Canada. Dept. of Agriculture : The Bureau of Agriculture and Statistics was created by the United Province of the Canadas (present-day Ontario and Quebec) in 1852. The original Bureau of Agriculture was involved in agricultural societies, agricultural education, public awareness and research. Prior to Confederation, the Bureau was at various times responsible for statistics (including decennial censuses), the regulation of patents, immigration, public health and, briefly, the colonization roads program.
With Confederation in 1867, the federal Department of Agriculture was created. Under Section 95 of the British North America Act, the federal and provincial governments were granted concurrent (shared) jurisdiction over agriculture. The post-Confederation Department of Agriculture continued to be assigned numerous responsibilities in addition to those related to agriculture. These included arts and manufactures, archives, immigration, quarantine and public health, the marine and emigrant hospital at Quebec, the census and statistics, patents, copyrights, trademarks and industrial design. The non-agricultural functions of the Department were gradually transferred to other federal institutions in the ensuing years up to 1919. Immigration functions moved initially to the Immigration Branch of the Department of the Interior. Responsibility for census and statistics moved to the Department of Statistics (later Statistics Canada) and marine and emigrant hospitals became the responsibility of the Department of National Health and Welfare, as did quarantine and public health. The Commission responsible for international exhibitions moved from department to department and is now a separate fonds. Responsibility for patents, copyrights and industrial designs also moved from department to department, and is now a separate fonds. The Archives Branch established in the Department of Agriculture eventually became the National Archives of Canada. Thus, the Department's mandate increasingly came to reflect purely agricultural concerns.
After the post-First World War transfer of the last of its non-agricultural administrative responsibilities, the Department divided its activities among a number of branches: Dominion Experimental Farms and Stations, Dairy and Cold Storage, Health of Animals, Live Stock, Seed, Entomology, Fruit, Publications (later, Publicity and Extension) and from 1929, (Agricultural) Economics. This administrative structure remained in place until 1938.
In 1938 a major reorganization restructured the Department into five Services (Science, Experimental Farms, Production, Marketing, Administration) covering its main areas of responsibilities. These responsibilities continue in large measure to the present day.
Numerous Acts relating to agriculture (from the Dairy Products Act in 1893 to the Farm Debt Review Act in 1986) have had a significant impact on the responsibilities of the Department. In order to carry out the requirements of the various Acts, the establishment of Boards, Administrations, Commissions and other similar bodies has been necessary throughout the lifetime of the Department.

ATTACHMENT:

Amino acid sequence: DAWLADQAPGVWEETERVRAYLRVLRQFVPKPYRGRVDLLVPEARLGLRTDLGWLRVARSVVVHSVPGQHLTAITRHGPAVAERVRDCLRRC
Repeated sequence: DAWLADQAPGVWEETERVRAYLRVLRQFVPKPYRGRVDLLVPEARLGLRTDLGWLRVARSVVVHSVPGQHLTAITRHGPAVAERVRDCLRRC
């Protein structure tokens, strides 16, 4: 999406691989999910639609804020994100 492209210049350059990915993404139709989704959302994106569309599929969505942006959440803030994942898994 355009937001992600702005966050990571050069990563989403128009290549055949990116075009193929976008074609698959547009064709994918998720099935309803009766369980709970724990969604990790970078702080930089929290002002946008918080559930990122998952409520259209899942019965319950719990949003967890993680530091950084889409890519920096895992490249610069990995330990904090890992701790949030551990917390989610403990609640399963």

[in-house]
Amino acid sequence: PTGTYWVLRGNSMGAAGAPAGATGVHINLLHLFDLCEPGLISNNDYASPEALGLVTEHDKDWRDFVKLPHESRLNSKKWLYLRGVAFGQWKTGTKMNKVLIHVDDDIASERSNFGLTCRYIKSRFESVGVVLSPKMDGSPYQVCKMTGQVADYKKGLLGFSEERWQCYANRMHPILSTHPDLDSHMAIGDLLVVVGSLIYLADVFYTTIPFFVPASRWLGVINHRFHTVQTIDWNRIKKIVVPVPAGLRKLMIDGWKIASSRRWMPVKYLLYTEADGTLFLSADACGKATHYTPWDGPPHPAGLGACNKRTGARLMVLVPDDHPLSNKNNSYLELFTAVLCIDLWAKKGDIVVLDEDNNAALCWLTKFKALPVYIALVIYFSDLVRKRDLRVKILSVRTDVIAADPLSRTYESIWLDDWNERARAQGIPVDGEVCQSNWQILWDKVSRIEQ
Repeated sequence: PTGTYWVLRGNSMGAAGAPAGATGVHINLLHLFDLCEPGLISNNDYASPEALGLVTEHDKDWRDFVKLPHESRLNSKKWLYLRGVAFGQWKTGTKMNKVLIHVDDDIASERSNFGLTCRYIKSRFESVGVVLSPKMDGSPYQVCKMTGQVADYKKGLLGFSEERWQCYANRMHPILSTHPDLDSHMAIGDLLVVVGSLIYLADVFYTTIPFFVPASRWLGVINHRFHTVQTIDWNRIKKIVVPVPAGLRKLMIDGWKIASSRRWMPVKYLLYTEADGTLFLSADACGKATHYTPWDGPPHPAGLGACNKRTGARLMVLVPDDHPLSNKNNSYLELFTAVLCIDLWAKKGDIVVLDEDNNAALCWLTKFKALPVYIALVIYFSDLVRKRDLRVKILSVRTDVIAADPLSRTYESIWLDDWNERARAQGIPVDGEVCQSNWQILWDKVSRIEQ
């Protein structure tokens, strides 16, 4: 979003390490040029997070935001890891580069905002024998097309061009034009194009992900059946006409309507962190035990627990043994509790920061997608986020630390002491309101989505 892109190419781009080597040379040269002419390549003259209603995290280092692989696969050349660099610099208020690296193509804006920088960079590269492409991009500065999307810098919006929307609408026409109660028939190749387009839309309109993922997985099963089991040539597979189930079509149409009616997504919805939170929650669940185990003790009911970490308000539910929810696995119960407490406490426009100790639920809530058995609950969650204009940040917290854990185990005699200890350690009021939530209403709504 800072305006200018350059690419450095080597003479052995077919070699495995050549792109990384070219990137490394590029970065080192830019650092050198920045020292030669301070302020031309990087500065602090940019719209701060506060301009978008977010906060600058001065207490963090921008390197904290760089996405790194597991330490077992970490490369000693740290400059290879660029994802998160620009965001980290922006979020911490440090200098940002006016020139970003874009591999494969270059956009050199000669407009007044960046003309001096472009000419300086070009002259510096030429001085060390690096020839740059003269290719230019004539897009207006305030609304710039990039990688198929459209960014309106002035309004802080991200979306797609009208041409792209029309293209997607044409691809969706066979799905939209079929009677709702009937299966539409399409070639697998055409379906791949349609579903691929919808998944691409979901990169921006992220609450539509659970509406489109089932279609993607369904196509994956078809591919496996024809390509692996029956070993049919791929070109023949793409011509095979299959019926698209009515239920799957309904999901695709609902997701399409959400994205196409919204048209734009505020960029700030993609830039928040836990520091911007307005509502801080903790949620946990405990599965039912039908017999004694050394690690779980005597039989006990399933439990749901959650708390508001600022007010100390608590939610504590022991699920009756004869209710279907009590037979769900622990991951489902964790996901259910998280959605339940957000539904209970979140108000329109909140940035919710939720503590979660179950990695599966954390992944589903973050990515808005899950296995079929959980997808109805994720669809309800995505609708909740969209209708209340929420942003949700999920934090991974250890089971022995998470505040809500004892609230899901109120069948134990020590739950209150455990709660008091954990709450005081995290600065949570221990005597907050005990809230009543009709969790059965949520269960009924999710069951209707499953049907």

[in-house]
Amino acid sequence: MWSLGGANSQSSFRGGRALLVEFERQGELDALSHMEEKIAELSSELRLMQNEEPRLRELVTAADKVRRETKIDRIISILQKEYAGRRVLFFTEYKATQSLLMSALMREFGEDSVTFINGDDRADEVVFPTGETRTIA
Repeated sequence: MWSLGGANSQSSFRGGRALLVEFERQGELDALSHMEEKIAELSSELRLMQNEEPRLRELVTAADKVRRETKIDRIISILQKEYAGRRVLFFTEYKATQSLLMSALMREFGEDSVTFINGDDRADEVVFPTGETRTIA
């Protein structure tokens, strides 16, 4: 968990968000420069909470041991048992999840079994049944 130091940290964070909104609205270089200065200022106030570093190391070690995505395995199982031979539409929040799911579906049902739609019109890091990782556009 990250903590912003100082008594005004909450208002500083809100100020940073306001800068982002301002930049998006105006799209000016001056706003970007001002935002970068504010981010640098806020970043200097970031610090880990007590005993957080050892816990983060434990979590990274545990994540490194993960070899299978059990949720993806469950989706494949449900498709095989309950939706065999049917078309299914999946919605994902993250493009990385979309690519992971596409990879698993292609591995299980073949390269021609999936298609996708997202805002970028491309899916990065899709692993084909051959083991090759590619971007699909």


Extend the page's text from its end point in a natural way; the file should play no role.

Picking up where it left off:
A general departmental reorganization began in 1959, which replaced the existing structure. The Research Branch integrated the Experimental Farms and Science Services. The Production and Marketing Services were joined in a Production and Marketing Branch. A separate Administrative Branch included an Economics Division and an Information Division and served the entire Department.
In 1967-1968 a minor reorganization centred the work of the Department into six branches: Research, Economics, Health of Animals, Production and Marketing, Finance and Administration and Personnel Administration. A special task force was established in 1971 to identify and develop expanding world market opportunities for food and fibre. This task force developed into the Food Systems Branch.
In 1978 the Department was reorganized. A new Policy, Planning and Evaluation Branch was established and reported through a new Senior Assistant Deputy Minister for Policy and Planning. The three operational branches of the department - Research, Health of Animals, and Food Production and Marketing - were placed under a new Senior Assistant Deputy Minister-Operations. Financial, general administrative and information services continued to be provided in separate branches. Further reorganizations in 1979 divided the Department into four main operational branches: Research; Policy; Planning and Economics; Food Production and Inspection; and Food and Agriculture Marketing. In 1980 a fifth operational branch (Regional Development and International Affairs) was added.
In 1987 Agriculture Canada underwent a minor reorganization. Under the new structure, the Minister of Agriculture was assisted by three Ministers of State (for Agriculture, Grains and Oilseeds, and Forestry and Mines). They were aided by the Deputy Minister and two Associate Deputy Ministers. The Deputy Minister of Agriculture was assisted by a Senior Assistant Deputy Minister (ADM), responsible for Agricultural Programs. Major areas of activity were headed by ADMs: Agriculture Development, Research, Corporate Management, Food Production and Inspection, and Policy. Other areas of activity were headed by Directors General.
The Department's name was changed in 1994 to the Department of Agriculture and Agri-Food (Elizabeth II, 42-43 c. 38). And, as a result of Program Review decisions in the early and mid-1990s, a number of administrative changes were effected, although the Department's primary legislative, regulatory and service responsibilities remain largely unchanged.